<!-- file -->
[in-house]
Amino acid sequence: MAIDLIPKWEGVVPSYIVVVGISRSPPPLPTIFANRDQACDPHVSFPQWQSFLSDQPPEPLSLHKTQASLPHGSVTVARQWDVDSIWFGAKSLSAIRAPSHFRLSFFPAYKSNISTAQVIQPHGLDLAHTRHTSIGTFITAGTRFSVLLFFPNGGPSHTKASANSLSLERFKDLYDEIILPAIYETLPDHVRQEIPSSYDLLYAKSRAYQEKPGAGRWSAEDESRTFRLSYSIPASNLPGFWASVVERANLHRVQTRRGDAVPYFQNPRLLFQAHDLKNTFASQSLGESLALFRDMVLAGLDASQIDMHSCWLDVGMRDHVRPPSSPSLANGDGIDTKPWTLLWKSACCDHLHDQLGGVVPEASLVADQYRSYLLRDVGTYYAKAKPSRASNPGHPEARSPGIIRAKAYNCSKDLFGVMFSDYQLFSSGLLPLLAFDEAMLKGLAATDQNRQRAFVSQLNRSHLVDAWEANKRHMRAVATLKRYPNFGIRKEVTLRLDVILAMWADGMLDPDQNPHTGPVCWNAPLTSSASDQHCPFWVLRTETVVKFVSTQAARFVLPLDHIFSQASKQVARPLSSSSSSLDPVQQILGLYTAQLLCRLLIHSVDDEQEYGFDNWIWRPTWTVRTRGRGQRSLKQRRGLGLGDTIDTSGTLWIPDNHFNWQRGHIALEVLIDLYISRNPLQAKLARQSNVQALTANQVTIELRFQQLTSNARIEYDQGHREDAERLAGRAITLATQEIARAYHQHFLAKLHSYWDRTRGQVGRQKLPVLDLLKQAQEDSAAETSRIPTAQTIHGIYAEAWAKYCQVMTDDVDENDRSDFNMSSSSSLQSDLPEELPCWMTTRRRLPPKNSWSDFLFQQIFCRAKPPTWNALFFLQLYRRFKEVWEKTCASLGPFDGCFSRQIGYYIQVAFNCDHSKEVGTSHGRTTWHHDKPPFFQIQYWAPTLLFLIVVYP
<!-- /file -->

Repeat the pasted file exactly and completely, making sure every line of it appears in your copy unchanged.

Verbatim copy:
[in-house]
Amino acid sequence: MAIDLIPKWEGVVPSYIVVVGISRSPPPLPTIFANRDQACDPHVSFPQWQSFLSDQPPEPLSLHKTQASLPHGSVTVARQWDVDSIWFGAKSLSAIRAPSHFRLSFFPAYKSNISTAQVIQPHGLDLAHTRHTSIGTFITAGTRFSVLLFFPNGGPSHTKASANSLSLERFKDLYDEIILPAIYETLPDHVRQEIPSSYDLLYAKSRAYQEKPGAGRWSAEDESRTFRLSYSIPASNLPGFWASVVERANLHRVQTRRGDAVPYFQNPRLLFQAHDLKNTFASQSLGESLALFRDMVLAGLDASQIDMHSCWLDVGMRDHVRPPSSPSLANGDGIDTKPWTLLWKSACCDHLHDQLGGVVPEASLVADQYRSYLLRDVGTYYAKAKPSRASNPGHPEARSPGIIRAKAYNCSKDLFGVMFSDYQLFSSGLLPLLAFDEAMLKGLAATDQNRQRAFVSQLNRSHLVDAWEANKRHMRAVATLKRYPNFGIRKEVTLRLDVILAMWADGMLDPDQNPHTGPVCWNAPLTSSASDQHCPFWVLRTETVVKFVSTQAARFVLPLDHIFSQASKQVARPLSSSSSSLDPVQQILGLYTAQLLCRLLIHSVDDEQEYGFDNWIWRPTWTVRTRGRGQRSLKQRRGLGLGDTIDTSGTLWIPDNHFNWQRGHIALEVLIDLYISRNPLQAKLARQSNVQALTANQVTIELRFQQLTSNARIEYDQGHREDAERLAGRAITLATQEIARAYHQHFLAKLHSYWDRTRGQVGRQKLPVLDLLKQAQEDSAAETSRIPTAQTIHGIYAEAWAKYCQVMTDDVDENDRSDFNMSSSSSLQSDLPEELPCWMTTRRRLPPKNSWSDFLFQQIFCRAKPPTWNALFFLQLYRRFKEVWEKTCASLGPFDGCFSRQIGYYIQVAFNCDHSKEVGTSHGRTTWHHDKPPFFQIQYWAPTLLFLIVVYP